Minneapolis attorney says about 20% of police force filing disability claims due to PTSD

Tommy Wiita
Updated: July 10, 2020 06:40 PM
Created: July 10, 2020 01:06 PM

A Minneapolis attorney says that more than 150 Minneapolis police officers have started the process of filing disability claims, with most stating they're suffering from Post Traumatic Stress Disorder (PTSD). 

Ron Meuser, Jr., of the firm Meuser, Yackley and Rowland, said that the disability claims have come in the last six weeks, following the killing of George Floyd and the ensuing nights of unrest. One of those nights included the 3rd Precinct police station being burned down. 


“While law enforcement is a high-stress career, the last two months in Minneapolis have pushed many officers to their breaking point,” Meuser said, explaining that many officers feel exhausted from working long shifts.

“I’m seeing PTSD symptoms of officers with highly diminished capacity to live and socialize, extraordinary rates of divorce and alcohol dependency just to cope,” he said in a statement. “It is an emotional crisis that cannot and should not continue.”

During a press conference Friday, Meuser spoke about the disability claims, saying it affects about 20% of officers in the Minneapolis Police Department. 

According to his statement, he has represented thousands of people in workplace disability claims and specializes in supporting public employees.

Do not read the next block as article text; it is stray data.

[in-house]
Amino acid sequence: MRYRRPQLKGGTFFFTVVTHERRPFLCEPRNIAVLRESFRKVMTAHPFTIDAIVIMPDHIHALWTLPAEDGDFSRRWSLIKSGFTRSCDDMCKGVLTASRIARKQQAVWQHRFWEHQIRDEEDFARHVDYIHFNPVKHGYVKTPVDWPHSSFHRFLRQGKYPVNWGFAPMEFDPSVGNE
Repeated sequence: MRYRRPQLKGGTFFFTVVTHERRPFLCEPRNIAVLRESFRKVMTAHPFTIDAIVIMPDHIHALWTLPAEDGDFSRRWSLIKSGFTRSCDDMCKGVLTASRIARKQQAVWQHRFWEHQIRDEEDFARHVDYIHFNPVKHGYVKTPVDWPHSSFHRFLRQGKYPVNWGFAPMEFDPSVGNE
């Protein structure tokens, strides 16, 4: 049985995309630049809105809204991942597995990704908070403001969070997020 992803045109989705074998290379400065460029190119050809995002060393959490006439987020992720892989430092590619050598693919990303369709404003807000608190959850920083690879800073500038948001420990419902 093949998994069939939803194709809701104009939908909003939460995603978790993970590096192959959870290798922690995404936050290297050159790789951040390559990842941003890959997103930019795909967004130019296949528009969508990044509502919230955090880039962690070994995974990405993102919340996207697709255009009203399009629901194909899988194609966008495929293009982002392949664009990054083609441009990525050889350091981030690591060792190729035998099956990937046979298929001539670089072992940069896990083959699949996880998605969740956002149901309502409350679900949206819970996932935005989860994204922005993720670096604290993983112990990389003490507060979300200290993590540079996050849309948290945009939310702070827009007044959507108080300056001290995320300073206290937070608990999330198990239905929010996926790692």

Earlier this month, Meuser told KSTP's Jay Kolls the city of Minneapolis could see "more than 200" police officers file "disability separation" claims and be off the streets within the next several months. 

The Minneapolis Police Department did not comment on the filings.

Attorney: 'Minneapolis could have 200 fewer police within several months'

Minneapolis Mayor Jacob Frey issued the following statement to KSTP on Friday:

"We know that our officers are exposed to dangerous situations and traumatic events in the line of duty. And we also know that COVID-19 and the civil unrest that followed the killing of George Floyd have tested community and our officers in profound ways. What’s most important is that we treat invisible wounds just as we do other injuries – with a clear focus on healing.

"We need state law to reflect that dedication to healing, and cities need the resources to reflect the realities we’re seeing on the ground. 

"In the meantime, I am committed to supporting those officers committed to carrying out their oath to serve and protect the people of Minneapolis during a challenging time for our city."

You can watch the full press conference Friday afternoon below.

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